(Stock photo/Nathan Gleave) We need to train our children to hear us the first time we ask them. If we are fair and consistent, they will understand that when we tell them to do something we are serious.
Do We Talk to Our Kids Too Much?
MAY 23, 2008Craig Harris, HappyNews ColumnistDo we talk to our kids too much? Let me ask that another way: do we say too much to our kids? Parenting expert Brenda Bird says yes we do. She says one of the biggest mistakes parents make is yammering on and on to our kids. The problem is, they will eventually tune us out.
I guess the reason this is a problem is we talk to them so often when they are small. That’s a good thing, but if they enter junior high and we are still talking continuous baby talk to them, that’s not so good.
We ask them to do something, and they ignore us. So we ask again. And again. And again. If we find ourselves asking them twelve times to do something, the problem is not them, it’s us. We need to change our method because asking over and over is not working. What happens is they realize we are going to keep asking and the first few times don’t count. Those first few requests are just warm ups, so they ignore us until we get up and threaten them with some creative form of bodily harm. Then, maybe they will respond.
What we need to do is train them to hear us the first time we ask them to pick up their socks or empty water bottles or video game cases. We ask once, making sure they hear us, and if they don’t respond in a reasonable timeframe, there is a consequence; perhaps a loss of privilege, but it needs to be related to the crime so that it makes sense. Not too harsh or too soft. If we tell them they are grounded for a year, they know we are bluffing and our word is not much good. If we are fair and consistent, though, they will understand that when we tell them to do something we are serious.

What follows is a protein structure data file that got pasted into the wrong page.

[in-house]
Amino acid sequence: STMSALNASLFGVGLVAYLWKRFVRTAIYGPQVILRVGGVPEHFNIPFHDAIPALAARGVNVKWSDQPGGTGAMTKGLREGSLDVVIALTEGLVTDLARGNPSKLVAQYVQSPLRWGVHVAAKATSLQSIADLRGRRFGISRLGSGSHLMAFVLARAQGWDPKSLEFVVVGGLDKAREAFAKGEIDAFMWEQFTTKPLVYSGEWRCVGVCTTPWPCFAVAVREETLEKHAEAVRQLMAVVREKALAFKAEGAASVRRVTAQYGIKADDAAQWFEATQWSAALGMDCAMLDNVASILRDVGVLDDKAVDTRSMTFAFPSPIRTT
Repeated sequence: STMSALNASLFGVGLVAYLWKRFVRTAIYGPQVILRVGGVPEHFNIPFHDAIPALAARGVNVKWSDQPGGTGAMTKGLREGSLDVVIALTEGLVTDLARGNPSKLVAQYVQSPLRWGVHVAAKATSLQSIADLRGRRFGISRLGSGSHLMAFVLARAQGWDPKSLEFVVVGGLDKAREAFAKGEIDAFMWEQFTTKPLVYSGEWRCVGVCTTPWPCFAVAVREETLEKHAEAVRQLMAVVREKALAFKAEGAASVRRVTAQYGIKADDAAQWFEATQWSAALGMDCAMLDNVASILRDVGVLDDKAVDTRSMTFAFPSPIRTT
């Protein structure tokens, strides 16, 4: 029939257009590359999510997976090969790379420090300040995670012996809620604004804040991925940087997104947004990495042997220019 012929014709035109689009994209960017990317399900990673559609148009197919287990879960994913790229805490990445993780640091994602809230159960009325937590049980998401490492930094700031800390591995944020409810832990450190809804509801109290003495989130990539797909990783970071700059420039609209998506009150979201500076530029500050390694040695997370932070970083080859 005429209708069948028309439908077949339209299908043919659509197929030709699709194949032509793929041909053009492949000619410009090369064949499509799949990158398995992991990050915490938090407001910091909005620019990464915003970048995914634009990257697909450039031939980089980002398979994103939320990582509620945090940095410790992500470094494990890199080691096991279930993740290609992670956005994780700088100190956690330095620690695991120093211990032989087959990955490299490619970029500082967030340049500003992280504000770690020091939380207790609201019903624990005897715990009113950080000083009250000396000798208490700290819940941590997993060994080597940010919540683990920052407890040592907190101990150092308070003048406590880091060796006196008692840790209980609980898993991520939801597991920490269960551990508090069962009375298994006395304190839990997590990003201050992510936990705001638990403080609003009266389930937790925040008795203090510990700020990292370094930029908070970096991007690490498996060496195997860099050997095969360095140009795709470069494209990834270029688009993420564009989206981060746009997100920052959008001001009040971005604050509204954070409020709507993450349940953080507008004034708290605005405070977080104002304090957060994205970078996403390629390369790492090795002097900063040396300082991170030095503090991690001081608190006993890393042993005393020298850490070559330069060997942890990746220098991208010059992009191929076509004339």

For this to work, we have to make reasonable requests. If they are watching a TV show, it is only fair to wait until a commercial to make a request. If they are trying to watch something and we are talking to them, they are guaranteed to tune us out. I really don’t blame them! It is inconsiderate when you really think about it. We might say something like, “Don’t start another show until you pick up after yourself.”
We must let them know that we expect them to act when we speak, but we must also keep our requests fair and consistent. If we are talking to them about something they need to do in two weeks, they will tune us out. If we are fussing about something beyond their control, they will tune us out. If we are complaining about something trivial to them, they will tune us out. If we start a sentence with, “When I was your age”, they will tune us out.
And if we think we can change their behavior with many words we may be setting ourselves up for a disappointment. Children tend to do what they see us do. If we leave our shoes in the middle of the living room, that’s what they’ll do too, and nagging won’t change that.
As our children get older it is important to keep the lines of communication open, but nagging and talking to them all the time actually closes the communication. We should choose our words wisely, say them at the right time, and expect results. Our children want to hear from us. They want affirmation and encouragement. I think we can do this without talking too much.
Contact Craig Harris at lcraigharris.blogspot.com